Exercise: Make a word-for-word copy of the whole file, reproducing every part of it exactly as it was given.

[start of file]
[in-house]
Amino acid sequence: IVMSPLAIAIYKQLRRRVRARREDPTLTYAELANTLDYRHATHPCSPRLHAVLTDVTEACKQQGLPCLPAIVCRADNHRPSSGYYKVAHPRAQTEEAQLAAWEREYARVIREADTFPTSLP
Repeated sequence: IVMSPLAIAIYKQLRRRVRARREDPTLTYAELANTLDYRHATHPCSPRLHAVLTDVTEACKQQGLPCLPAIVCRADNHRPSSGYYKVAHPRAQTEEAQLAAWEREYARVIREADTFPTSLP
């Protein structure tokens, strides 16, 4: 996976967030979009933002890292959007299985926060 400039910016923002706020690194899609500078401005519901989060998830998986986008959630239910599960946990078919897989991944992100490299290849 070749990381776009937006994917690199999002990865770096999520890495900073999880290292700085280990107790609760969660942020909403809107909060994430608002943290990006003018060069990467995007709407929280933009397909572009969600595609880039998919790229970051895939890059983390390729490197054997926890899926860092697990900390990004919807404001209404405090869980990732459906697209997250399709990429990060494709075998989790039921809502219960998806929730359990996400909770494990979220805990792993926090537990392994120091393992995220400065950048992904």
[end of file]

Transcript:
[in-house]
Amino acid sequence: IVMSPLAIAIYKQLRRRVRARREDPTLTYAELANTLDYRHATHPCSPRLHAVLTDVTEACKQQGLPCLPAIVCRADNHRPSSGYYKVAHPRAQTEEAQLAAWEREYARVIREADTFPTSLP
Repeated sequence: IVMSPLAIAIYKQLRRRVRARREDPTLTYAELANTLDYRHATHPCSPRLHAVLTDVTEACKQQGLPCLPAIVCRADNHRPSSGYYKVAHPRAQTEEAQLAAWEREYARVIREADTFPTSLP
């Protein structure tokens, strides 16, 4: 996976967030979009933002890292959007299985926060 400039910016923002706020690194899609500078401005519901989060998830998986986008959630239910599960946990078919897989991944992100490299290849 070749990381776009937006994917690199999002990865770096999520890495900073999880290292700085280990107790609760969660942020909403809107909060994430608002943290990006003018060069990467995007709407929280933009397909572009969600595609880039998919790229970051895939890059983390390729490197054997926890899926860092697990900390990004919807404001209404405090869980990732459906697209997250399709990429990060494709075998989790039921809502219960998806929730359990996400909770494990979220805990792993926090537990392994120091393992995220400065950048992904």